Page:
Pianist and composer David Frishberg died on November 17th, he was 88. He was known for witty and often humorous lyrics of a style that harkened back to the golden age of American songwriting.
Frishberg grew up in Minnesota and stayed there through college before spending two years in the Air Force. As a teenager he played in the house band at a club in St. Paul where he got to meet some of the biggest names in jazz as they passed through. In 1957 he moved to New York City and began working in Greenwich Village jazz clubs as both a soloist and sideman for the likes of Carmen McRae, Ben Webster, Gene Krupa, Bud Freeman, Eddie Condon, Al Cohn, and Zoot Sims. He quickly became known for his songs, and in 1970 released an album of his own compositions. After working in LA through most of the 70s and 80s he permanently settled in Portland Oregon after 1986, frequently collaborating with vocalist Rebecca Kilgore as well as playing solo events.
His songs were famously performed by Blossom Dearie, Rosemary Clooney, Anita O’Day and others and are still regularly performed by many jazz artists familiar to our readers including John Pizzarelli. Rebecca Kilgore, Michael Feinstein, and others who appreciate a good lyric. Anyone who grew up in the last half century will remember “I’m Just a Bill”, the most famous title from School House Rock!, which featured music by Bob Dorough, with Frishberg’s lyrics sung by Jack Sheldon. The success of that song brought with it lasting attention and during the 1980s several of his albums were nominated for Grammy awards.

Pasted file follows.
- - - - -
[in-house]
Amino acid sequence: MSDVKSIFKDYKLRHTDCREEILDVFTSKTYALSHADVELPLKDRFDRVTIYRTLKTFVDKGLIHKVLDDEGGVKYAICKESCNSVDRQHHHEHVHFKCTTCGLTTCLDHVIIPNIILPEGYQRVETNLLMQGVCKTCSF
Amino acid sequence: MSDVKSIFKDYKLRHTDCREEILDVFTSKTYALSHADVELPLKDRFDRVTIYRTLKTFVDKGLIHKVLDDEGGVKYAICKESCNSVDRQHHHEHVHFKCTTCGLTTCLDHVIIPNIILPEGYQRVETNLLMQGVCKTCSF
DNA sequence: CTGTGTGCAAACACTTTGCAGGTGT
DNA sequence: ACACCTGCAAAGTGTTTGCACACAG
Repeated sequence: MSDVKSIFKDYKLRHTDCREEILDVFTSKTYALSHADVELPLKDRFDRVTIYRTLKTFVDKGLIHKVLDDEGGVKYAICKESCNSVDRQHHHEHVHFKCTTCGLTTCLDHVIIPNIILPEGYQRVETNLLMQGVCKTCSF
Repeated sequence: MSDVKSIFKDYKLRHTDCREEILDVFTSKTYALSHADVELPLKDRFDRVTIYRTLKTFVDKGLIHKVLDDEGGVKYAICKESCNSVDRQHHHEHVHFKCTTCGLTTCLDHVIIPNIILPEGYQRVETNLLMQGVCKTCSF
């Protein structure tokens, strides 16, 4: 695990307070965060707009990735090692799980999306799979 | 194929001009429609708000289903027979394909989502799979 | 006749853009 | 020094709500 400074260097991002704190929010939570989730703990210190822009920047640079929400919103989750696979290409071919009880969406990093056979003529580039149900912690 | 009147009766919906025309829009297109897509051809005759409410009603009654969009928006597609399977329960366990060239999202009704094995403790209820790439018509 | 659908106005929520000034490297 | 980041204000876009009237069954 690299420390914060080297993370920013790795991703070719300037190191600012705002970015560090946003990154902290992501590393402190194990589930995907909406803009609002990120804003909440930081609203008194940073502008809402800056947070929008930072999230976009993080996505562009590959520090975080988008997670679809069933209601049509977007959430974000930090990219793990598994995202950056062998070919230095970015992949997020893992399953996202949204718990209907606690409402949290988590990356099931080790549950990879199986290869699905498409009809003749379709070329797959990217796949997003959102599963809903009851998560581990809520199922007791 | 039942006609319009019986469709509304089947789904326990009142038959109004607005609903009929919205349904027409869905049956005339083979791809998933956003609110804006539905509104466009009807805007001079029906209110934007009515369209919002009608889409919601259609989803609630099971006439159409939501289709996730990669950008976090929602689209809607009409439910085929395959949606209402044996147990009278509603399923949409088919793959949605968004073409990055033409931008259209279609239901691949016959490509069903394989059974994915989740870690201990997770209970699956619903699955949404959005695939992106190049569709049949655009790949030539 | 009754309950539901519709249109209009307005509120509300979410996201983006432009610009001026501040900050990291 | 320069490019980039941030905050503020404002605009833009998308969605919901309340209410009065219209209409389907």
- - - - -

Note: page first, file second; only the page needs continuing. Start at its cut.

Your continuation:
Other memorable titles include “I’m Hip,” “Peel Me A Grape,”, and “I Want To Be A Sideman”. In 2017 Frishberg published a well received memoir titled My Dearly Departed Past.